Racism Page 1
Still isn’t, never was, and what is wrong with people? Up-and-coming Pakistani designer Aamna Aqeel is the latest to opt for controversy as her road to media coverage. In an editorial spread titled “Be My Slave” (literally, we are rage-shaking as we type this), DIVA Magazine showcases Aqeel’s luxuriant garb on a model being served by a dark-skinned child. He holds an umbrella over her. He sleeps on the floor in rags as she idly flips through an issue of Bazaar. He bows his head as she presumably orders him around. How could the designer possibly justify this stinking pile of racist excrement?
Following up on photographer Sebastian Kim‘s statement yesterday, Numéro has issued an apology for the offensive blackface editorial that ran in its March 2013 issue. Problem is, they don’t really seem to be all that sorry at all.
Photographer Sebastian Kim has released a statement in response to the controversy surrounding his “African Queen” editorial for Numéro, which stars 16-year-old white model Ondria Hardin painted in apparent blackface.
The fashion industry is by no means all bad, but it does have its moments of being incredibly tone-deaf and out-of-touch, and the latest comes inside the pages of Numéro‘s March issue, which features an “African Queen” editorial. But instead of, you know, hiring a black model, the magazine painted a white model in blackface.
Anthropologie has been known to hawk some unreasonably expensive, outrageously ugly wares. Remember that $2,200 beribboned rickshaw? What about the $800 paper mâché rotary phone? Today’s installment of eyesore comes in the form of the $398 “Trinket & Treasure” candlestick, a 21″ stack of junky flea market finds atop a brassy base. While some of the “trinkets” are harmless, albeit hideous, renderings of cacti and puppy dogs, others happen to enforce ugly racist stereotypes, as outdated souvenirs are wont to do.
If you make a mistake on the web, people will most definitely see it. And if you try to cover it up, well, that just makes it worse. Case in point: a racist remark in an article about Zadig + Voltaire‘s new hotel in Paris’ Left Bank.
For spring 2013, Domenico Dolce and Stefano Gabbana sent out a collection inspired by their native home of Sicily, but some of the accessories, specifically several earrings, read more as questionable references to colonialism.
As we’ve mentioned in the past, the Styleite offices are right next door to a Hollister flagship. This means that every morning on our way to work, we have to awkwardly push past the slow-moving tourists on Broadway in order to avoid smacking into the shirtless teenage “models” that are always congregated just outside its (excessively fragrant) threshold. Although this is irritating, it’s no more than a minor annoyance. But it seems that the mall chain’s employees caused a much bigger disturbance at a store opening in South Korea last week.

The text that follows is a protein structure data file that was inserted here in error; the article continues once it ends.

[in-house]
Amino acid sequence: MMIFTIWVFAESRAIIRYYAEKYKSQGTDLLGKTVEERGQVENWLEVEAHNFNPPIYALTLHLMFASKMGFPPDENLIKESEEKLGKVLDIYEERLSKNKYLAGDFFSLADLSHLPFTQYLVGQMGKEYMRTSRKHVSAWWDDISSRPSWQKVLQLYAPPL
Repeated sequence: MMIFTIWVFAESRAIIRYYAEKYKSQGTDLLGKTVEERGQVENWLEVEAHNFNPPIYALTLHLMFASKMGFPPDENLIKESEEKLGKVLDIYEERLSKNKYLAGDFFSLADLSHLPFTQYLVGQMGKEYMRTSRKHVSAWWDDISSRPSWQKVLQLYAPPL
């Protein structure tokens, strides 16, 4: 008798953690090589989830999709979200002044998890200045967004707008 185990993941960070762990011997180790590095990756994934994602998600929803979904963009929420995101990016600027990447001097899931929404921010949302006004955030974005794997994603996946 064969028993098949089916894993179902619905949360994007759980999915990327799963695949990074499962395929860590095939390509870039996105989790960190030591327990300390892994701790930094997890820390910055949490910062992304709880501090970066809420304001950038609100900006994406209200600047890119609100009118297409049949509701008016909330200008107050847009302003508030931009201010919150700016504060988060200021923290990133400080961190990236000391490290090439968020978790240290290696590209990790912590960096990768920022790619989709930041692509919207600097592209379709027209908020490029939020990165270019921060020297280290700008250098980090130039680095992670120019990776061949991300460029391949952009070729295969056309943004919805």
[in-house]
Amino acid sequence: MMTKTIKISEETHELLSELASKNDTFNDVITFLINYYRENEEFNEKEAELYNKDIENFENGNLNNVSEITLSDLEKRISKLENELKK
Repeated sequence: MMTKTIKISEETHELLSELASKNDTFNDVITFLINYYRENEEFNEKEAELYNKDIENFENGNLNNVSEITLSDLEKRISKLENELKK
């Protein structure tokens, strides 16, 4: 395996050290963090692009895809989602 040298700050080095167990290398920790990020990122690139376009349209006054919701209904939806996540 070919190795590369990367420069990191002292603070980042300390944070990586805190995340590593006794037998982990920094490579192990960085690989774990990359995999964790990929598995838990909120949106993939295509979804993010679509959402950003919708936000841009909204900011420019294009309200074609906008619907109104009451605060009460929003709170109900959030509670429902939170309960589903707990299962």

The controversies surrounding Olympic gold medalist Gabby Douglas‘s look have not stopped. First, it was the 16-year-old’s hair, and now, it’s her nose.
Back in 2008, Ryan Lochte‘s sister Megan went on a crazy rant about Chinese people on a Baltimore talk show. We watched the gem last week, and were appalled and disgusted. But not one to be silent, she recently issued an apology and statement.
We all thought that the hot chick sitting on Ryan Lochte‘s lap in the back of a cab in London was, well, just that. But turns out that it was his sister Megan who we now know is a big ol’ racist.
France’s President François Hollande has stripped disgraced designer John Galliano of his Chevalier of the Legion of Honor award. Well, Hollande certainly took his sweet time — Galliano was found guilty of making Anti-Semitic remarks, and was fined a paltry $24,600 nearly one year ago.
Jean-Paul Guerlain has been found guilty of making racist remarks on French television during an interview in 2010. A French court fined the 75-year-old perfumer $8,000, as well as an additional $5,370 each to Movement Against Racism and for Friendship, SOS Racism Association, and French Representative Council of Black Associations, the three anti-racism groups that acted as civil plaintiffs in the case.
Yesterday the blogosphere was abuzz with news of fake Abercrombie & Fitch sale sites selling “N****r Brown” pants. Through a bit of internet detective work, we surmised that most of the sites were registered to users in China and that the proliferation of the pants across different sites was a product of web scraping. Now A&F has responded.
Is Abercrombie selling racist pants? No, but this is one offensive spam situation.
Concept for a magazine cover: Take a light-skinned Asian woman from a culture that promotes the use of skin lightening creams and surround her with dark-skinned women (scratch that, make it women in black face) with the cover line “Stepping Out of the Shadows.” Nothing amiss with that picture, right?
In hopes of putting an end to the thousands-strong protest on its doorstep, Dolce & Gabbana has formally apologized to the city of Hong Kong after one of the company’s stores there was perceived to have taken a racist stance against local citizens.
The Dolce & Gabbana store in Hong Kong that caused controversy when it stopped residents of the city from taking pictures of its windows has brushed off allegations of racist policies as hogwash. Still, that hasn’t stopped thousands of angry people from protesting outside the store.
Dolce & Gabbana has reportedly banned Hong Kong citizens from taking pictures of its Hong Kong store, even from the street. The reason? Supposedly so it can protect its intellectual property — though some believe the policy has racist motives.
After weeks of retailers making money from culturally insensitive, gender inequality-promoting and unreservedly racist t-shirts, a shirt advocating the hunting and killing of illegal immigrants has been pulled from the online shelves of Cafe Press.